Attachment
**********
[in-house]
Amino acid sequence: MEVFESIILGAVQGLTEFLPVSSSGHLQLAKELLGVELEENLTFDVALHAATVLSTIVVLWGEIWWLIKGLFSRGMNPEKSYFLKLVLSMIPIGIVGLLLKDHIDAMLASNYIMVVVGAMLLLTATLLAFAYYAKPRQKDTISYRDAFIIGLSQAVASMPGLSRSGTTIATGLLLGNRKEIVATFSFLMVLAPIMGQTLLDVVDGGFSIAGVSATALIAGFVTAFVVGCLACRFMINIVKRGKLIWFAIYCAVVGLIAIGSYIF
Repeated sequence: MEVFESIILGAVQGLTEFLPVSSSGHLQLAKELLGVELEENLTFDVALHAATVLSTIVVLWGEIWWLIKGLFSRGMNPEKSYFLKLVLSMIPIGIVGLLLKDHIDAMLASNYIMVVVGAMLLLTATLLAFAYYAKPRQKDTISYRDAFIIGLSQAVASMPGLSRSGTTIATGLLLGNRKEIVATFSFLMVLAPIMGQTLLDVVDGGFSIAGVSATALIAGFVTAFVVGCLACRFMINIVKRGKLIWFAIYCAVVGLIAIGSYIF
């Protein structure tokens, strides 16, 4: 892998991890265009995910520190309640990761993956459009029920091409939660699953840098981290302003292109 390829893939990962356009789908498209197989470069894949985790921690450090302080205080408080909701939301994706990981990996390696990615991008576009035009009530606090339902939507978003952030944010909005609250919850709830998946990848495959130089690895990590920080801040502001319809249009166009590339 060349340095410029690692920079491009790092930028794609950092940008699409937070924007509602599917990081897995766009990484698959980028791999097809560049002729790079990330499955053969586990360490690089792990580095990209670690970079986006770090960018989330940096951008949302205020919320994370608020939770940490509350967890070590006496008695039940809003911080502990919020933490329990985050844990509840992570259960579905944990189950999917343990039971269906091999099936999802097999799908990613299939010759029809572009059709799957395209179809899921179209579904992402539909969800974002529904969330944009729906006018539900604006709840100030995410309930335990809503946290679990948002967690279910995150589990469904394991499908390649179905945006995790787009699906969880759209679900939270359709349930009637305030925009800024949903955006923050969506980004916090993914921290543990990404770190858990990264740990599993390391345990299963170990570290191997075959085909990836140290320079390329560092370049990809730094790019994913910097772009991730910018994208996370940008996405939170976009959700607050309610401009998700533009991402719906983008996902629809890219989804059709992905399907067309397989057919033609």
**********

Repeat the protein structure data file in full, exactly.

[in-house]
Amino acid sequence: MEVFESIILGAVQGLTEFLPVSSSGHLQLAKELLGVELEENLTFDVALHAATVLSTIVVLWGEIWWLIKGLFSRGMNPEKSYFLKLVLSMIPIGIVGLLLKDHIDAMLASNYIMVVVGAMLLLTATLLAFAYYAKPRQKDTISYRDAFIIGLSQAVASMPGLSRSGTTIATGLLLGNRKEIVATFSFLMVLAPIMGQTLLDVVDGGFSIAGVSATALIAGFVTAFVVGCLACRFMINIVKRGKLIWFAIYCAVVGLIAIGSYIF
Repeated sequence: MEVFESIILGAVQGLTEFLPVSSSGHLQLAKELLGVELEENLTFDVALHAATVLSTIVVLWGEIWWLIKGLFSRGMNPEKSYFLKLVLSMIPIGIVGLLLKDHIDAMLASNYIMVVVGAMLLLTATLLAFAYYAKPRQKDTISYRDAFIIGLSQAVASMPGLSRSGTTIATGLLLGNRKEIVATFSFLMVLAPIMGQTLLDVVDGGFSIAGVSATALIAGFVTAFVVGCLACRFMINIVKRGKLIWFAIYCAVVGLIAIGSYIF
């Protein structure tokens, strides 16, 4: 892998991890265009995910520190309640990761993956459009029920091409939660699953840098981290302003292109 390829893939990962356009789908498209197989470069894949985790921690450090302080205080408080909701939301994706990981990996390696990615991008576009035009009530606090339902939507978003952030944010909005609250919850709830998946990848495959130089690895990590920080801040502001319809249009166009590339 060349340095410029690692920079491009790092930028794609950092940008699409937070924007509602599917990081897995766009990484698959980028791999097809560049002729790079990330499955053969586990360490690089792990580095990209670690970079986006770090960018989330940096951008949302205020919320994370608020939770940490509350967890070590006496008695039940809003911080502990919020933490329990985050844990509840992570259960579905944990189950999917343990039971269906091999099936999802097999799908990613299939010759029809572009059709799957395209179809899921179209579904992402539909969800974002529904969330944009729906006018539900604006709840100030995410309930335990809503946290679990948002967690279910995150589990469904394991499908390649179905945006995790787009699906969880759209679900939270359709349930009637305030925009800024949903955006923050969506980004916090993914921290543990990404770190858990990264740990599993390391345990299963170990570290191997075959085909990836140290320079390329560092370049990809730094790019994913910097772009991730910018994208996370940008996405939170976009959700607050309610401009998700533009991402719906983008996902629809890219989804059709992905399907067309397989057919033609």